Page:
Gov. Roy Cooper said changes in key COVID-19 measurements indicate that North Carolina will likely be ready to enter Phase 1 of his reopening plan in the coming week.
The first phase of Cooper's three-part plan to reopen the state calls for the stay-at-home order to remain in place, but allows people to leave their homes for commercial activity with some restrictions and guidance in place, such as social distancing and cleaning protocols.
In a Thursday press briefing, Cooper said stabilization in four recovery metrics, including hospitalizations, lab-confirmed cases, positive tests as a percentage of total tests and COVID-like syndromic cases, will be necessary before the state is ready for Phase 1.
"There are some potential warning signs again," Cooper said. "That being said, North Carolinians have made tremendous sacrifices, and it's working."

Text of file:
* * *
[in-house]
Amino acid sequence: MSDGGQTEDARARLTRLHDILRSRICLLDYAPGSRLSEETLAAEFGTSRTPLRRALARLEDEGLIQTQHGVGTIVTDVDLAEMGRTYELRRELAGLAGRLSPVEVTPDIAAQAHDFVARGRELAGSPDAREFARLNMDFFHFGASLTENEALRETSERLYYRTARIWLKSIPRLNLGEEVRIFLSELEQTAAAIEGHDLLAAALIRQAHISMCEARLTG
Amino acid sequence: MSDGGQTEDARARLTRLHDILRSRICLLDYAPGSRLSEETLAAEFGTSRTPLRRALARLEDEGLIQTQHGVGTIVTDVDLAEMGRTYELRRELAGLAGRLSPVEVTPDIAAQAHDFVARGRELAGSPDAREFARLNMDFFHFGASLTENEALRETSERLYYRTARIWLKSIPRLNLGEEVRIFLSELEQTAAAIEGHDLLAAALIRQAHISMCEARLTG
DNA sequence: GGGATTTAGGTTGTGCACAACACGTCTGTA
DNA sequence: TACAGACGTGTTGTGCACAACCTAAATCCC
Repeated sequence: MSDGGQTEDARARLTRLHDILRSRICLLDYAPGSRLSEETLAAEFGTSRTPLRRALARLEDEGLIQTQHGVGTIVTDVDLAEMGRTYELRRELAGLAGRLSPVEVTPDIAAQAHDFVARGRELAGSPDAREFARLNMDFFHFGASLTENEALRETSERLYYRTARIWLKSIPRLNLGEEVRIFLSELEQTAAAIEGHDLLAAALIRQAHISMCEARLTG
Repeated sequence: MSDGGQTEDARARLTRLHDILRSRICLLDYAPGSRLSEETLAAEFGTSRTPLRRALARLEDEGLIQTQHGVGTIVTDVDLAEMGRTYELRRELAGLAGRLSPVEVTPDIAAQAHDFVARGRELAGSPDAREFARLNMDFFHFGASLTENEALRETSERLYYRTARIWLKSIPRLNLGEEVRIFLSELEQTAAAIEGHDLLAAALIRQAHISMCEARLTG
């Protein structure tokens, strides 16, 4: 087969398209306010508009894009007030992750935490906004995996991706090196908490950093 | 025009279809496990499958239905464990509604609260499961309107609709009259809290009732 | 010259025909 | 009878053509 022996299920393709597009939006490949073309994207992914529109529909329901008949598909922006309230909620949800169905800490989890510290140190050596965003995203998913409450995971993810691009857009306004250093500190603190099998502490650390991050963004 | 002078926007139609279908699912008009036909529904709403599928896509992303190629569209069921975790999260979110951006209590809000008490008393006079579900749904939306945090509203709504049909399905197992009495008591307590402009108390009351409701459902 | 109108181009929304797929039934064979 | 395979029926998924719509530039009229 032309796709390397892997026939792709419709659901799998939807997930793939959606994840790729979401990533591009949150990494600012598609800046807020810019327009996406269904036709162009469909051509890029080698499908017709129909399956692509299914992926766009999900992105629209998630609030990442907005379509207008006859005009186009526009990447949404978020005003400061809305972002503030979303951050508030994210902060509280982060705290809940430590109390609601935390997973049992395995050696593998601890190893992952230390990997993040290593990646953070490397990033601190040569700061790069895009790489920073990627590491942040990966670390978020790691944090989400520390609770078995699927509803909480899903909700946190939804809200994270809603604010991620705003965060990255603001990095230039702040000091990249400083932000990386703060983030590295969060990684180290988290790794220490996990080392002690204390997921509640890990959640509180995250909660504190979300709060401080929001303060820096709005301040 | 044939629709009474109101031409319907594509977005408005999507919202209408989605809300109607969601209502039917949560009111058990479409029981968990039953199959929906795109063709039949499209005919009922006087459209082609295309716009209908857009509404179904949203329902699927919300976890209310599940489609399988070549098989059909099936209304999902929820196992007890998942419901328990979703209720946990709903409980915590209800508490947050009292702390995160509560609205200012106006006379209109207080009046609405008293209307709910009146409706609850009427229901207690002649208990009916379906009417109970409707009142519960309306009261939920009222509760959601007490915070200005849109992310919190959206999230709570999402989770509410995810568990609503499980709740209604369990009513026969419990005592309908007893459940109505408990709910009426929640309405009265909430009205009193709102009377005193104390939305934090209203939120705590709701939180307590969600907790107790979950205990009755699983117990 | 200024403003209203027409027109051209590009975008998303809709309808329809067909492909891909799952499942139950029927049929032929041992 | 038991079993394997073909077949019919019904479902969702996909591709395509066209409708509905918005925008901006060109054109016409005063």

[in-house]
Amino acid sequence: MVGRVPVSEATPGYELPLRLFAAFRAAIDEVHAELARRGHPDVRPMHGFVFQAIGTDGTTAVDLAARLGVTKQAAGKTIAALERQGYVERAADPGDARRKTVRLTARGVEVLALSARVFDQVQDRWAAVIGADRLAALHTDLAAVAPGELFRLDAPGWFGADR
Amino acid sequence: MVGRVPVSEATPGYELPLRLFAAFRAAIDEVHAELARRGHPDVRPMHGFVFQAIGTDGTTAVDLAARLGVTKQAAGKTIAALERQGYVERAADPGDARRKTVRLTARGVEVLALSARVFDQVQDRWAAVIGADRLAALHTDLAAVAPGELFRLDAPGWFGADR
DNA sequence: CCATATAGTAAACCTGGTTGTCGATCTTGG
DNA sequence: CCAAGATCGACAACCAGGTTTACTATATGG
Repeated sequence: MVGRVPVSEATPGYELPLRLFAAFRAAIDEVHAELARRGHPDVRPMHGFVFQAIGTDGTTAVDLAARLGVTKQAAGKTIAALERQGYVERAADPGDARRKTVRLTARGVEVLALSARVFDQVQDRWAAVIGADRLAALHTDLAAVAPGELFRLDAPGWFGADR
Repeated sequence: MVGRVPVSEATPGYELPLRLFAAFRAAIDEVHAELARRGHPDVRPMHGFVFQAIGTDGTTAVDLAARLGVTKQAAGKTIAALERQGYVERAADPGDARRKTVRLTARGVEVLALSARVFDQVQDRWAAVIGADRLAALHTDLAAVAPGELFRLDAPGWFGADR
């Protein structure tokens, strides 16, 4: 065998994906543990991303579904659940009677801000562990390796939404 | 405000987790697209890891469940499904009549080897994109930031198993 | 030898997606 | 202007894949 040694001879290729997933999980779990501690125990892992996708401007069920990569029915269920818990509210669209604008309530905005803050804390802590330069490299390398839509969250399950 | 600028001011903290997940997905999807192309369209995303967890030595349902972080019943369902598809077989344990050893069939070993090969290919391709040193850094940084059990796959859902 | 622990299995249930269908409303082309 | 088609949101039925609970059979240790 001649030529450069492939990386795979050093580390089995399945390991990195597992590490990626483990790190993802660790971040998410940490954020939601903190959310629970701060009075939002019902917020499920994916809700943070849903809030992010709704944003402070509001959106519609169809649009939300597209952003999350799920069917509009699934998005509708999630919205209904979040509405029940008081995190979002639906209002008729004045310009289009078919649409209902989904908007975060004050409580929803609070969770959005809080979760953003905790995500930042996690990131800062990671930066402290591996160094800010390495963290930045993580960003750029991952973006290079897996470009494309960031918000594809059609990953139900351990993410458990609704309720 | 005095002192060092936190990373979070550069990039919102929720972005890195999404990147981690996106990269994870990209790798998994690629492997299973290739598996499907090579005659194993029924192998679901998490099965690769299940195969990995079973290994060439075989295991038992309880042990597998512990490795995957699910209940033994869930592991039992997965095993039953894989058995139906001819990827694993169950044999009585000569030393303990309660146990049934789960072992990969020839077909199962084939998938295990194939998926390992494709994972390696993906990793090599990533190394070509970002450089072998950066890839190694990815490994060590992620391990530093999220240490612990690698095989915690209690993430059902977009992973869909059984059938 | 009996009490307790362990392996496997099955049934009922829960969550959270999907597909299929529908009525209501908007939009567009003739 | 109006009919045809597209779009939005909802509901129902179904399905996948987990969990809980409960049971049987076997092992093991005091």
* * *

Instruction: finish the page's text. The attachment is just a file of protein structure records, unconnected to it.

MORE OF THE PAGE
Dr. Mandy Cohen, secretary of the North Carolina Department of Health and Human Services, said these metrics indicate that social distancing is working to stop coronavirus’ spread.
"We continue to see that North Carolina is doing well," Cohen said. "We have flattened the curve."
According to the state Department of Health and Human Services, there are 10,509 laboratory-confirmed cases of coronavirus in N.C. today. Although there has been an increase in positive tests over the past 14 days, Cohen said this is partially due to an overall increase in testing capabilities.
"We want to increase testing," Cohen said. "We know there's more COVID-19 out there, so we know we'll pick up more cases."
Though numbers of positive tests and COVID-like cases have increased, Cohen said, these increases are balanced by a decrease in the proportion of positive tests and a leveling-off in daily coronavirus hospitalizations.